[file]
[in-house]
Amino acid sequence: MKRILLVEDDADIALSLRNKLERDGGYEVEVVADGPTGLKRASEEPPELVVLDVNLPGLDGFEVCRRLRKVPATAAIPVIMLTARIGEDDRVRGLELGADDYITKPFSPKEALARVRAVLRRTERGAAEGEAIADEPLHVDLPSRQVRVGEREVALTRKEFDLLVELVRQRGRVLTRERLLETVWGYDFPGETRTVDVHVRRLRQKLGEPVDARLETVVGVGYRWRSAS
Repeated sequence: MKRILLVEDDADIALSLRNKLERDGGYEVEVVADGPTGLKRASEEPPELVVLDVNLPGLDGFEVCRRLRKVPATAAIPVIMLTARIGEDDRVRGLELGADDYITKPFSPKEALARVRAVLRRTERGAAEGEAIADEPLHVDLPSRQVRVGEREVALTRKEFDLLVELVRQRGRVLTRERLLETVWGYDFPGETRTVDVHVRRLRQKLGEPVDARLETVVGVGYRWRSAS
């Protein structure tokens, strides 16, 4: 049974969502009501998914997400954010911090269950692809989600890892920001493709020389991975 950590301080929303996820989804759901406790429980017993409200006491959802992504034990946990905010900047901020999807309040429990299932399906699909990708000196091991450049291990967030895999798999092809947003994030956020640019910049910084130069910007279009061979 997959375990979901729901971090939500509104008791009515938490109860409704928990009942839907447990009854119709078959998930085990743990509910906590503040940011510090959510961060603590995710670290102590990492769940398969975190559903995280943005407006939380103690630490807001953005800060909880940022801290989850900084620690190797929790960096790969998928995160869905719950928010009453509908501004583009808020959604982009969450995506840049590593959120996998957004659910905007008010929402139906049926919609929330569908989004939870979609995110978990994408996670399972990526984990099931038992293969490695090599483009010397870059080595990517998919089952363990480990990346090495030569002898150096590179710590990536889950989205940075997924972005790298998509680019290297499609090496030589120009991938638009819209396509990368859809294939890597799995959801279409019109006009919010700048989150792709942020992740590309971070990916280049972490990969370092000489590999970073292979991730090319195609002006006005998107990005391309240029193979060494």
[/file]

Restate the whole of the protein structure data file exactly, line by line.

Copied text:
[in-house]
Amino acid sequence: MKRILLVEDDADIALSLRNKLERDGGYEVEVVADGPTGLKRASEEPPELVVLDVNLPGLDGFEVCRRLRKVPATAAIPVIMLTARIGEDDRVRGLELGADDYITKPFSPKEALARVRAVLRRTERGAAEGEAIADEPLHVDLPSRQVRVGEREVALTRKEFDLLVELVRQRGRVLTRERLLETVWGYDFPGETRTVDVHVRRLRQKLGEPVDARLETVVGVGYRWRSAS
Repeated sequence: MKRILLVEDDADIALSLRNKLERDGGYEVEVVADGPTGLKRASEEPPELVVLDVNLPGLDGFEVCRRLRKVPATAAIPVIMLTARIGEDDRVRGLELGADDYITKPFSPKEALARVRAVLRRTERGAAEGEAIADEPLHVDLPSRQVRVGEREVALTRKEFDLLVELVRQRGRVLTRERLLETVWGYDFPGETRTVDVHVRRLRQKLGEPVDARLETVVGVGYRWRSAS
């Protein structure tokens, strides 16, 4: 049974969502009501998914997400954010911090269950692809989600890892920001493709020389991975 950590301080929303996820989804759901406790429980017993409200006491959802992504034990946990905010900047901020999807309040429990299932399906699909990708000196091991450049291990967030895999798999092809947003994030956020640019910049910084130069910007279009061979 997959375990979901729901971090939500509104008791009515938490109860409704928990009942839907447990009854119709078959998930085990743990509910906590503040940011510090959510961060603590995710670290102590990492769940398969975190559903995280943005407006939380103690630490807001953005800060909880940022801290989850900084620690190797929790960096790969998928995160869905719950928010009453509908501004583009808020959604982009969450995506840049590593959120996998957004659910905007008010929402139906049926919609929330569908989004939870979609995110978990994408996670399972990526984990099931038992293969490695090599483009010397870059080595990517998919089952363990480990990346090495030569002898150096590179710590990536889950989205940075997924972005790298998509680019290297499609090496030589120009991938638009819209396509990368859809294939890597799995959801279409019109006009919010700048989150792709942020992740590309971070990916280049972490990969370092000489590999970073292979991730090319195609002006006005998107990005391309240029193979060494």